Plastic is useful, cheap and can improve human life by keeping food airtight, keep medical supplies sterile or reduce the costs of objects and textiles. But the inability of plastic to biodegrade has caused a worldwide plastic glut, environmental agencies say.
The smallest microfibres and plastics are tiny enough to slip through most filters and even enter the bloodstreams of organisms that ingest them. An Australian study showed that people are consuming about 2,000 pieces of microplastic a week, or 21 grams a month — about the weight of a credit card.
“No Plastic in Nature: Assessing Plastic Ingestion from Nature to People,” published in June by the World Wildlife Federation based on research by Thava Palanisami at University of Newcastle, Australia, showed that the most plastic is consumed through water, both bottled and tap.
Twice as much plastic is ingested through water in the United States and India as in Europe or Indonesia. Almost all U.S. tap water contains about 5 plastic microfibres per cup, the Australian study showed.
Other high sources of plastic consumed by humans were found in shellfish, beer and salt.
The majority of of the world’s virgin plastic has been created from petrochemicals since 2000, the study said.
It’s unclear how microplastics affect human health, but a study published last year by scientists from Johns Hopkins University and University of Toronto shows ingested tiny plastic particles appear to cause reproductive disruption in shellfish and lead to smaller, less-healthy offspring.
In vitro studies on animals show microplastics are toxic to lung cells, liver and brain cells, and plastic fibres “seem to produce mild inflammation of the respiratory tract,” the Australian study said.
Microplastics washed out in laundry and found in rain runoff make their way to the ocean, where other plastic trash also is ground into particles by wave motion.
Some descends to the ocean floor, but other plastic floats in areas like the so-called Great Pacific Garbage Patch, a 600,000-square-mile island of floating plastic twice the size of Texas. A 2015 study cited by the U.S. National Oceanic and Atmospheric Administration estimates 8 million metric tons of plastic end up in the ocean every year.
Since 2006, the U.S. NOAA has operated a Marine Debris Program to focus efforts on cleaning up plastic and so-called derelict man-made marine garbage like abandoned lobster and clam traps.
But the best strategy for removing microplastics from the ocean is preventing them in the first place by better use and recycling of plastics, the agency said.
Its advice: “Plastic has important uses, so stopping production isn’t realistic, but changing your habits so you’re not using unnecessary plastic is important.”
US-based retailer Costco opened its first brick-and-mortar store on the Chinese mainland on Tuesday but was forced to close early due to “overcrowding”.
The store embraced surging customers on its first day, with customers spending up to two hours queuing to check out or waiting three hours to find a spot among the 1,200-space parking lot, Chinese news agency Xinhua reported.
The Costco opening in China comes at a time of rising tensions between the US and China over trade.
Ghana is one of the few countries in Africa where more than 50% of the population is permanently resident in cities. This urban population is located primarily in two cities; the capital Accra, and Kumasi. Both Accra, and Kumasi are home to 2 million people.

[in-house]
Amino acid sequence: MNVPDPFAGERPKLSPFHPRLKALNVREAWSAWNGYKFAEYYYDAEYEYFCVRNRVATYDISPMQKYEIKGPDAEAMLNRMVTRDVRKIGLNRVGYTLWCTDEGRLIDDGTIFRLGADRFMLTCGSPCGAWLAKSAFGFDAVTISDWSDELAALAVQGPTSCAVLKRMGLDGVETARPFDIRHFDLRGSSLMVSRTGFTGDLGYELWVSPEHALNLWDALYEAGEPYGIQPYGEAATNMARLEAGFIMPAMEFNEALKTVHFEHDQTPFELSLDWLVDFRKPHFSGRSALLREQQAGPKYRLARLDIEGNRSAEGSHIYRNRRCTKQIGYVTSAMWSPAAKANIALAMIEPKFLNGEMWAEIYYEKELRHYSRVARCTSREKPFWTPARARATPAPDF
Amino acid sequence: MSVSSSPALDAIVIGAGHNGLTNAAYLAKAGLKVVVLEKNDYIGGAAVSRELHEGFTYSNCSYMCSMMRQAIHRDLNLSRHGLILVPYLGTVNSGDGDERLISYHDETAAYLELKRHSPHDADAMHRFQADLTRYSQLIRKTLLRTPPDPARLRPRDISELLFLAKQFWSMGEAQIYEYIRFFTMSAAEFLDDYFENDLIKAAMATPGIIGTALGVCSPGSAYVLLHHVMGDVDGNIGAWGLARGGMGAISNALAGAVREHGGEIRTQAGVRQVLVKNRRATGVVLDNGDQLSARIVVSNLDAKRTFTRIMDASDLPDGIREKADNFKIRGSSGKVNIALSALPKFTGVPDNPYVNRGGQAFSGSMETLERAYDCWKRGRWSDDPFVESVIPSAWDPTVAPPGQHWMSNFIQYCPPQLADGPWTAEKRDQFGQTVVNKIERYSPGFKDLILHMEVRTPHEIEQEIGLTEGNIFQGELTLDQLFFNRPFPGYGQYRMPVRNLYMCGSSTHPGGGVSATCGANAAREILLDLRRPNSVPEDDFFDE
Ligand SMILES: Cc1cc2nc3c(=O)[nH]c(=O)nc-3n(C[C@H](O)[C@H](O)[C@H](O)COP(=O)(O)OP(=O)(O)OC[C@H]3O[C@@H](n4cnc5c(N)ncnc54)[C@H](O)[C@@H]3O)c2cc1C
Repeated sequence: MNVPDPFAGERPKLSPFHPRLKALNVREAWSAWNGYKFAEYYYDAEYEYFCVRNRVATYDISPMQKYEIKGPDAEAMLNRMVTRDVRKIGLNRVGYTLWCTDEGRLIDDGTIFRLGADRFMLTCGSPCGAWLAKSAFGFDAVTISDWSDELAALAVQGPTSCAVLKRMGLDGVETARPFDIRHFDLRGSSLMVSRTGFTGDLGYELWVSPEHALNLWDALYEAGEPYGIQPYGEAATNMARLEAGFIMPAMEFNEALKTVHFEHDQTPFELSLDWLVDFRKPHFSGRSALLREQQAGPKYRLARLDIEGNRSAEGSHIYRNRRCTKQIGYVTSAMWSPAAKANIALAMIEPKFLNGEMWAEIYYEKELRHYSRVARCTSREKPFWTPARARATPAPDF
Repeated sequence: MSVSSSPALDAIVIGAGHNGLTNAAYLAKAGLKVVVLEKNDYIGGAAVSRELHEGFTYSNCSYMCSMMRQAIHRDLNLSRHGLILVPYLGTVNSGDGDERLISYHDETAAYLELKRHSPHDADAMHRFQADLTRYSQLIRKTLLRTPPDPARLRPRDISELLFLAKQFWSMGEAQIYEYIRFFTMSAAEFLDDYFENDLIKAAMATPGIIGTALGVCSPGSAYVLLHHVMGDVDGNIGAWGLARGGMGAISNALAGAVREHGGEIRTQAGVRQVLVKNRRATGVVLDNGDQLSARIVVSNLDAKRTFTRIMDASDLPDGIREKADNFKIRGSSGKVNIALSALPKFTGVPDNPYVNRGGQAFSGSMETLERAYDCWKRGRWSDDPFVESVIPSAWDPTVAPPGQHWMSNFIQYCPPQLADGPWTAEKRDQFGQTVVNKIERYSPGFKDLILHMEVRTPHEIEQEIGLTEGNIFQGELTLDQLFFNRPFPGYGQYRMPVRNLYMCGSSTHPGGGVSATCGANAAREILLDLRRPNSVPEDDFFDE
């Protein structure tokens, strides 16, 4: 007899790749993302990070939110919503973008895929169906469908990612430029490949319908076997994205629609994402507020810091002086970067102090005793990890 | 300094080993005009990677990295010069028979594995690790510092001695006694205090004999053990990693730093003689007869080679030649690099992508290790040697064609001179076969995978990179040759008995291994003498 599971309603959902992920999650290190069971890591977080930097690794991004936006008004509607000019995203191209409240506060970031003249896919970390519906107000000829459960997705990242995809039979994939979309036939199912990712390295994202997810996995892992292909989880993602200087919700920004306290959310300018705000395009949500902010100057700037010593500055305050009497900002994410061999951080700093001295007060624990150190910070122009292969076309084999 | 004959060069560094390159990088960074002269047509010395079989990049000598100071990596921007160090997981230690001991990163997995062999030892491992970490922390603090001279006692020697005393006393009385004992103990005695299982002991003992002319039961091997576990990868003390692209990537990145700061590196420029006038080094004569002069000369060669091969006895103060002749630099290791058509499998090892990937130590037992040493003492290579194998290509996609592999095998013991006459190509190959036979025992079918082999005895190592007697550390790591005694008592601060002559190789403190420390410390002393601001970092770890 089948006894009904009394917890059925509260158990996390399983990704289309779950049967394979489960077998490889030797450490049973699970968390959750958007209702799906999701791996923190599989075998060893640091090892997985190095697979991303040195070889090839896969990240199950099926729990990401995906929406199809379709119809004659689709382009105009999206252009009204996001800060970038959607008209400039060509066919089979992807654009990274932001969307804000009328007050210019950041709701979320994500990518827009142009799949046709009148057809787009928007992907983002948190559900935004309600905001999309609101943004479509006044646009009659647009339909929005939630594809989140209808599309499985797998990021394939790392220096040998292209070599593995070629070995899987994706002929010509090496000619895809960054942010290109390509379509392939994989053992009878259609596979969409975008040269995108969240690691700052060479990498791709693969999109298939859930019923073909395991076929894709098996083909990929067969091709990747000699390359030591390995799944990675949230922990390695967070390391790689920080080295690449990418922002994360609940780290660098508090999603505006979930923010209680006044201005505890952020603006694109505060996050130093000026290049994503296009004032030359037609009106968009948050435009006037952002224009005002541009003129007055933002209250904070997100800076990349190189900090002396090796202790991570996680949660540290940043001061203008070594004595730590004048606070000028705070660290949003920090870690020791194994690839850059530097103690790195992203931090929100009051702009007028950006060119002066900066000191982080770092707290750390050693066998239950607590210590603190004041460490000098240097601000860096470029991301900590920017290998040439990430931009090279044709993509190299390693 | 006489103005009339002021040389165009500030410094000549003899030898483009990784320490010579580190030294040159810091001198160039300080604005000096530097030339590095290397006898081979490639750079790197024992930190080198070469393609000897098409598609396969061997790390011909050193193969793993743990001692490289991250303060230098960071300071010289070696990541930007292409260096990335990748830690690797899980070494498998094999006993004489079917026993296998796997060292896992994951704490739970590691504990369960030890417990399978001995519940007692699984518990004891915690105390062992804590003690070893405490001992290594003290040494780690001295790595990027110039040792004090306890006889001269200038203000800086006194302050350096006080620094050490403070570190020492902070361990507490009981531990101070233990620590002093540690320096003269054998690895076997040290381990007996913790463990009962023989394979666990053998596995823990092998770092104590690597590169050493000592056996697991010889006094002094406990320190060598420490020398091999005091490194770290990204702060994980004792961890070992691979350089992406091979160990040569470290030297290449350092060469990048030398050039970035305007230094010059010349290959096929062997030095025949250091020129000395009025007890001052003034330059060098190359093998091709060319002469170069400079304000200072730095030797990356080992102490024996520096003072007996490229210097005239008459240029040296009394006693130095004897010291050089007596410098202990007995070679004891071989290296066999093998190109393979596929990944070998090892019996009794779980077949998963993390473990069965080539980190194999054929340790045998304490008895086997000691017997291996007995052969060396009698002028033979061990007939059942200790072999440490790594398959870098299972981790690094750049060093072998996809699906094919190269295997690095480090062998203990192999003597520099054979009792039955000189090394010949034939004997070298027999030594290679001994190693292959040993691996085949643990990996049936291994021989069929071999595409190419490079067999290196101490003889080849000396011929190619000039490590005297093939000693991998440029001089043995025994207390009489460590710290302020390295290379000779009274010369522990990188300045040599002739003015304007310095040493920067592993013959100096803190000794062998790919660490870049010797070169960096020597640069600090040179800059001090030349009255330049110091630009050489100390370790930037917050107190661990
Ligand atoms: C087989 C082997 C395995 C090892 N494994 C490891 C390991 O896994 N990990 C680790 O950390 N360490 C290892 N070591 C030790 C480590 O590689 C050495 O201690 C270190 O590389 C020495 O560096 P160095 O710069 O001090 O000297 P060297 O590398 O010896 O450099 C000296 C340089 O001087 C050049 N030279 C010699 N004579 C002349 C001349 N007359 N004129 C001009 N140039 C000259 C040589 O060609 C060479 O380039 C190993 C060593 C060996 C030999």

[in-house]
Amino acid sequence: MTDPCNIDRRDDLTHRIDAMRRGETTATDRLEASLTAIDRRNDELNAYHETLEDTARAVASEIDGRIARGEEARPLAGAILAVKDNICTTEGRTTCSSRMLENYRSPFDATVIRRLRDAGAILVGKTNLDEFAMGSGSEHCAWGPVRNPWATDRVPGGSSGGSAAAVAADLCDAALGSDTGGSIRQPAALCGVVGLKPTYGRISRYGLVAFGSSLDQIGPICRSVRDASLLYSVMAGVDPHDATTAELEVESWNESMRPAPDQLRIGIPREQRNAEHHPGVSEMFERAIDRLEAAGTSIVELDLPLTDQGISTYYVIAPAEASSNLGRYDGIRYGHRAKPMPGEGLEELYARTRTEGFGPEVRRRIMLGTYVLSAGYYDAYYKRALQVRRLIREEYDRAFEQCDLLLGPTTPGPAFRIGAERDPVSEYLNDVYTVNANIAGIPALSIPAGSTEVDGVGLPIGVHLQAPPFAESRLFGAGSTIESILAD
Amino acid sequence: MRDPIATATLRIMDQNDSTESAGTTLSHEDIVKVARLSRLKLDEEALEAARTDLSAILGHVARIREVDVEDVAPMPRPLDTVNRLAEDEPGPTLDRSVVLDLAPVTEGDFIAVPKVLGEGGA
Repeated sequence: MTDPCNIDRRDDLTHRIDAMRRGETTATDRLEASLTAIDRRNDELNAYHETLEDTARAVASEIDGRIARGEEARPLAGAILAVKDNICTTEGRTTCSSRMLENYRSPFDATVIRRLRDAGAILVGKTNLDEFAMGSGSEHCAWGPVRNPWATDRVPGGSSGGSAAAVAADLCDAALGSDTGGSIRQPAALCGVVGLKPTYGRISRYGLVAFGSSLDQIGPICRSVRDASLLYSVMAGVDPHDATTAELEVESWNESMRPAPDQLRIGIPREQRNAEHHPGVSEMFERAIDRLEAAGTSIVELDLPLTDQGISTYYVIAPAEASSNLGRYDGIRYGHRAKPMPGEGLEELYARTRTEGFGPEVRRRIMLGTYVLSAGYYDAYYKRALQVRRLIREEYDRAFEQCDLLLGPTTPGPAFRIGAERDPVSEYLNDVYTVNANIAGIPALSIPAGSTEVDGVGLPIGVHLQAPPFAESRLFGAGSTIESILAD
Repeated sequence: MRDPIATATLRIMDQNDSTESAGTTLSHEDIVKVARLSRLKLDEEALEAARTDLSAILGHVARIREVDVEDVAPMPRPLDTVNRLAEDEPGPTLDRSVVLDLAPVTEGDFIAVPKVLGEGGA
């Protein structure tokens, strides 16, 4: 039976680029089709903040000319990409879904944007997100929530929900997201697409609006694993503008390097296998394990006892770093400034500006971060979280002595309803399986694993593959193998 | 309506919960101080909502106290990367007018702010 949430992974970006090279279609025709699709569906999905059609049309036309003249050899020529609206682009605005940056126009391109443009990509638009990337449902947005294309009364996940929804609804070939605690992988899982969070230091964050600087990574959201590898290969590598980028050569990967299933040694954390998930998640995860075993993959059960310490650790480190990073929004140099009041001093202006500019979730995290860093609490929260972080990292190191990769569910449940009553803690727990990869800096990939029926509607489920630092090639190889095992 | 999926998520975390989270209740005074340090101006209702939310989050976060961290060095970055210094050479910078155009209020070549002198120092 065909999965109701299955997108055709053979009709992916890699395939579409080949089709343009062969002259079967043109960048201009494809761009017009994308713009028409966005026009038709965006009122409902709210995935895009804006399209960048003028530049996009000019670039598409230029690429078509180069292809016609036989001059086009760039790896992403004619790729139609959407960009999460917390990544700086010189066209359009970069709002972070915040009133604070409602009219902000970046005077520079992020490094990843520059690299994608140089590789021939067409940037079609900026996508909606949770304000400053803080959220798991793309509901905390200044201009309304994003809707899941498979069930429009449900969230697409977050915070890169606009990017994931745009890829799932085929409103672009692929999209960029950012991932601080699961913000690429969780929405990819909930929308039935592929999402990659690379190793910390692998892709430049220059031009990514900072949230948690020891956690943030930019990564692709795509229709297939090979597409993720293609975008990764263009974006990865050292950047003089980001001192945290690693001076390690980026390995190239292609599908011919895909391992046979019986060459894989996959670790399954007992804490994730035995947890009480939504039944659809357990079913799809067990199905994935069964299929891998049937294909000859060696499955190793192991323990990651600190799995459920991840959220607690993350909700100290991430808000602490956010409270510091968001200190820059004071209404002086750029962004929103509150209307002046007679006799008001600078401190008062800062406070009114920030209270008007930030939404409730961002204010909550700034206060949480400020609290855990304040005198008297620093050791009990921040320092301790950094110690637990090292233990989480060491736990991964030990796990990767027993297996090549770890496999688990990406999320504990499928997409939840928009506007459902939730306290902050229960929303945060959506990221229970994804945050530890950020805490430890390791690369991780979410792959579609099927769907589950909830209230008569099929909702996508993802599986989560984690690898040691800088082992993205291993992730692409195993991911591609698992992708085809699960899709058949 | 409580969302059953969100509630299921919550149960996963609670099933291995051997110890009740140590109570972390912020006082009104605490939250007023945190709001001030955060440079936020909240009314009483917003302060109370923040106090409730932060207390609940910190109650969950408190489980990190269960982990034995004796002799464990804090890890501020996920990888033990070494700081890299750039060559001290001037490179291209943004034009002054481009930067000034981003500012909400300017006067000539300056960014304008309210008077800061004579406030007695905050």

In the face of rapid urbanisation, the existing infrastructure continues to be extensively overstretched. This includes markets, housing, water, sanitation, roads and power. To meet the growing demand for urban infrastructure and services, the central and city governments have implemented a number of urban regeneration projects.
These include market redevelopment, reconstruction of roads, bridges and interchanges, and redevelopment of drains. They have been designed to address pressing problems of urban infrastructural decay. But the projects have also had a negative impact on the socioeconomic activities of urban residents.
Ghana’s national urban policy states that city authorities must include citizens whenever urban development activities are being undertaken. The reality, however, is different. Participation of residents in the development process is limited. As a result, urban regeneration projects are often met with citizen resistance.
Previously, resistance mainly took the form of street demonstrations during the early phases of urban regeneration. But this yielded very little. Governments knew that if they survived the early resistance, subsequent phases would be free of contention.
Urban residents, however, have begun to devise new strategies to push through their concerns. A recent study I was involved in examined the redevelopment of the Central Market in Kumasi. Our findings demonstrate that things can be done differently.
Making their voices heard
The Central Market in Kumasi, and its adjoining Kejetia Lorry Terminal, were built in Ghana’s colonial era. Over the years, the market fell into a state of disrepair due to overcrowding. The inability of the market to accommodate new traders resulted in a spillover into the terminal and onto the streets.
In 2014, the local authority, the Kumasi Metropolitan Assembly, secured funding to redevelop the market. The aim was to expand the market infrastructure to provide trading spaces for existing traders and to admit new or street traders willing to secure space in the market.
Due to the size of the Central Market, the metropolitan assembly took the decision – unilaterally – to undertake the redevelopment in three phases. The first phase affected the lorry terminal while the subsequent phases involved the demolition of the Central Market.